CREATE: “All teachers need to know about assistive technology”

To provide high quality instruction for each and every student, College of Education students and faculty need access to both pre-made assistive technology and customized assistive technology solutions. The College’s Center for Resources and Equipment for Assistive Technology in Education (CREATE) opened for Purdue Education faculty and students in the Fall of 2021 to help meet this need. 

Purdue Education students use the CREATE library/makerspace to use and invent
assistive technology to help their classroom students.

The mission of CREATE is to promote accessibility and inclusion in education through innovative and effective interventions. CREATE is an assistive technology (AT) library and makerspace for individualizing and creating the next generation of AT interventions. Assistive technology is any device, software, or equipment that increases, maintains, or improves the way people learn, communicate, or live (IDEA Amendments of 2004. P.L. 108-446, 20 U.S.C. 1400 et seq., 300.5).

Jennifer E. Smith
Jasmine Begeske

CREATE was established in 2021 with $100K in funding from the Purdue University Instructional Equipment Grant. Multiple classes utilize both the center located in Beering Hall as well as mobile carts to demonstrate assistive technology in Purdue courses. Pre-service teachers also have access to check out resources and equipment for use with students in their classroom field experiences. 

“All teachers need to know about assistive technology,” said Jennifer E. Smith, CREATE Founding Co-Director and a clinical assistant professor in special education in the College.

Users of the makerspace can be “inventors of technology rather than just consumers,” said Jasmine Begeske, who co-founded CREATE with Smith and is a clinical instructor in special education in the College.

Currently there are seven Purdue students also working in the makerspace: three Special Education doctoral students, Samira Bashiru, David Ray Miranda, and Charissa Richards; and four undergraduate researchers, Yuting Zhang (General Education), Jordan Potter (Speech, Language, and Hearing Sciences), Emma Jones (Elementary Education) and Jake Jenkins (Special Education/Elementary Education).

The makerspace offers a poster printer; research, teaching, engagement opportunities for AT; supplies; workspaces; and many other items to help create AT. Video tour:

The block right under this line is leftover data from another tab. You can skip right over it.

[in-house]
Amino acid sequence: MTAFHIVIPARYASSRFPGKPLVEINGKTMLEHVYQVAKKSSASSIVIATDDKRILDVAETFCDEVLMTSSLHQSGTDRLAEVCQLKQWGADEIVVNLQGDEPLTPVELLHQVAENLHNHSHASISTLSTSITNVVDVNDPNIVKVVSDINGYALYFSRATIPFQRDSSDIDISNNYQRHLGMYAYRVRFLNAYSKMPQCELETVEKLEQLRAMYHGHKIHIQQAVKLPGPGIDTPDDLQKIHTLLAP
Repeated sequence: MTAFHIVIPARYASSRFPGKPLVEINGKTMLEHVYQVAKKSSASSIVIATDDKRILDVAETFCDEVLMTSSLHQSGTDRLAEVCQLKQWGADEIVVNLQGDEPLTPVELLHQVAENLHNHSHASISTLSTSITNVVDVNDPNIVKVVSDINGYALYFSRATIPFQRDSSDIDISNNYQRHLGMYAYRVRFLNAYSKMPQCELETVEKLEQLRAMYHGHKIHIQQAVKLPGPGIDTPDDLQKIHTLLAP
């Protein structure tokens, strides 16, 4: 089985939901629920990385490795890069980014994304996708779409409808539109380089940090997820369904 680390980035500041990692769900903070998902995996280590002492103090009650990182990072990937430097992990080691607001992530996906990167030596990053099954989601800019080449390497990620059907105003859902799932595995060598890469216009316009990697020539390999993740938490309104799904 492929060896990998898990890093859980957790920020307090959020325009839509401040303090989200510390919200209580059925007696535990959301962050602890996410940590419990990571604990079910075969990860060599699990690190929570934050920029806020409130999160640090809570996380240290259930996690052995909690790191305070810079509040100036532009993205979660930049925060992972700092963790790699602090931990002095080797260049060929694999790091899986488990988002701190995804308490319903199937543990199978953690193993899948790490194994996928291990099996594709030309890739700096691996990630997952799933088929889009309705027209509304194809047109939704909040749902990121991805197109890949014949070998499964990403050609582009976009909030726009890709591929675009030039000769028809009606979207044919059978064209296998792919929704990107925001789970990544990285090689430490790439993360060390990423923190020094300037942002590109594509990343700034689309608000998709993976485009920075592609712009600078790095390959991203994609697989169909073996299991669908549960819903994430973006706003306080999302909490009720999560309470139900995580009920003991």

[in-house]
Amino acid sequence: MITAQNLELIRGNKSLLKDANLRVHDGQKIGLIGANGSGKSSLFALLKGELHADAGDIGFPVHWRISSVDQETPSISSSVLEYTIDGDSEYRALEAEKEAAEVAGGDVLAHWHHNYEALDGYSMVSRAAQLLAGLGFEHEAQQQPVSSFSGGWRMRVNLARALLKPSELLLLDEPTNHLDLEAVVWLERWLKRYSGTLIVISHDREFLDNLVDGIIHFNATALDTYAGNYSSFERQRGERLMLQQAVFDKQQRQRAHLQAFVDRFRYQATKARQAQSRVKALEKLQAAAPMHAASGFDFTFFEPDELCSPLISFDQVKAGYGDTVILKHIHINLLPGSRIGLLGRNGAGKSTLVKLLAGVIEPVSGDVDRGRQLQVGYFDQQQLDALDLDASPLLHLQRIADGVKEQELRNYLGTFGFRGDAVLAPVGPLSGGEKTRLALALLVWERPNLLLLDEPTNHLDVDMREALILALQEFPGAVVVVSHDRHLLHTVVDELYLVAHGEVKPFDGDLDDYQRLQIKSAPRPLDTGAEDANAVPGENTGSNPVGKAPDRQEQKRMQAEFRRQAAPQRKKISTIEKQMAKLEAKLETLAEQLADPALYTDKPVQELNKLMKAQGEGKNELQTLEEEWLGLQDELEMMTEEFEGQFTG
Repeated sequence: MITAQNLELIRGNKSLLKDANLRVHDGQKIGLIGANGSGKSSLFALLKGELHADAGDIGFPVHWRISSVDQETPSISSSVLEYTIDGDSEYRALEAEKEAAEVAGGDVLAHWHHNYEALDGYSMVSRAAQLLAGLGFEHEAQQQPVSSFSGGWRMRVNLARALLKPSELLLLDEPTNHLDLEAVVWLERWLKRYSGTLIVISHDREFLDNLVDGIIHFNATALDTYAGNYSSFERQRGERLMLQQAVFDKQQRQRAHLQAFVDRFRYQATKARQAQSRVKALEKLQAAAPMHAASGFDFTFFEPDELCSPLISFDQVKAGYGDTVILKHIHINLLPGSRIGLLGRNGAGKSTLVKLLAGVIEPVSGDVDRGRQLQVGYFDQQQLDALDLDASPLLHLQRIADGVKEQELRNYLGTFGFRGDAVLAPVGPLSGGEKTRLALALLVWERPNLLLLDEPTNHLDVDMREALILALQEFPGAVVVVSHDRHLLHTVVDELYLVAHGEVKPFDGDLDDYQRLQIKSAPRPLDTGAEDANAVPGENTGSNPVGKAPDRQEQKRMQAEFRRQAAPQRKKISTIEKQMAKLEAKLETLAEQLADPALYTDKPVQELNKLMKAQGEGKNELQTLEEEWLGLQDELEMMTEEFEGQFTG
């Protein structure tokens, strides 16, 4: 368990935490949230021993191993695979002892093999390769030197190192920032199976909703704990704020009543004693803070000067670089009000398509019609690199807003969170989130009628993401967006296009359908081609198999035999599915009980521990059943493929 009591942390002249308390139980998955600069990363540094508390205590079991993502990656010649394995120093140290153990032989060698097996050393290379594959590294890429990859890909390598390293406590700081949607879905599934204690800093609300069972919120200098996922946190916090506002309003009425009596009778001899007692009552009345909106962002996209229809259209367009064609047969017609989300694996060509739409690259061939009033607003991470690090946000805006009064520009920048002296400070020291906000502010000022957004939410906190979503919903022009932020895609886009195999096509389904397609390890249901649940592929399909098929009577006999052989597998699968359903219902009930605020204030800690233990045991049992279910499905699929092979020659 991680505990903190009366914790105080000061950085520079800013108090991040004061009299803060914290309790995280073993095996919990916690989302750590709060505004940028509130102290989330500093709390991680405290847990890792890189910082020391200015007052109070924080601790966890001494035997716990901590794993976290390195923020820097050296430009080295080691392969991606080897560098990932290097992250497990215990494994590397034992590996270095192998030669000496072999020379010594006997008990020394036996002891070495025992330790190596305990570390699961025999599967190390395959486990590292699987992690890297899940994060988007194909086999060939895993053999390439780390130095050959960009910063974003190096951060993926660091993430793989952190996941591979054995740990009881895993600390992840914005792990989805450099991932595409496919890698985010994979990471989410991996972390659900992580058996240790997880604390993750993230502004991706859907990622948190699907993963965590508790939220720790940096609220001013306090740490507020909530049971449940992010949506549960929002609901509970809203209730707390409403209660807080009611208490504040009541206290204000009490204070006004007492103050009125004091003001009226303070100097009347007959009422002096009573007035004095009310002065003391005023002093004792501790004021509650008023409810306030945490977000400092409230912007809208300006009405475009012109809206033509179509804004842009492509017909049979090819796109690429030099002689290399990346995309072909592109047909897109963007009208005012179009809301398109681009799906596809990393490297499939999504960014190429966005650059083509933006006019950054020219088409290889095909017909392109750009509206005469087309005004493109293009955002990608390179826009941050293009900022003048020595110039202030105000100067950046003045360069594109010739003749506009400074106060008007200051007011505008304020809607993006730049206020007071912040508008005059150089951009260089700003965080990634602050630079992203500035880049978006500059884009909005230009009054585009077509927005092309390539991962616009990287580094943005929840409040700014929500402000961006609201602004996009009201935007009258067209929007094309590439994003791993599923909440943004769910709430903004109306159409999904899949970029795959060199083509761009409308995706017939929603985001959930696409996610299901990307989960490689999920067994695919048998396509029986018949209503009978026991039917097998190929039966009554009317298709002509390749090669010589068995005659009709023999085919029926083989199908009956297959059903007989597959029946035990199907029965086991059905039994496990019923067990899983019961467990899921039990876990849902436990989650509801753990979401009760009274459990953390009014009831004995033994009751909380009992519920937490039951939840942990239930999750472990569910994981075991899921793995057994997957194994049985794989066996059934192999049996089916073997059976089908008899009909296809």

Smith and Begeske are planning an Open House during the Spring semester to introduce the makerspace to the Purdue and wider educational community.

CREATE is open during the semester and those interested can stop by Beering Hall 3272 to see what’s available and use the resources, or they may make an appointment by calling 765-494-5572 or emailing It’s available to Purdue students interested in AT and also to teachers in the community.

Dr. Jennifer E. Smith is a clinical assistant professor of special education at Purdue University, where she teaches both undergraduate and graduate courses, including field-based practicum courses and student teaching for all special education majors and dual education (i.e., special education and elementary education) majors. Her research interests include teacher preparation, creativity/creative self-efficacy for students with disabilities, twice-exceptionality, and developing positive teacher-student-family relationships.

Dr. Jasmine Begeske is an artist, researcher, and teacher educator. She is a clinical instructor in special education at Purdue University with a research and teaching focus on inclusion and accessibility for students with disabilities. Her research centers on access and accessibility to arts education for vulnerable populations, where she explores developing and individualizing creative assistive technology solutions for improved accessibility to learning. Her artistic practice includes experimental printmaking and participatory arts projects that include individuals with disabilities as makers.

Sources: Jennifer E. Smith,; Jasmine Begeske,; and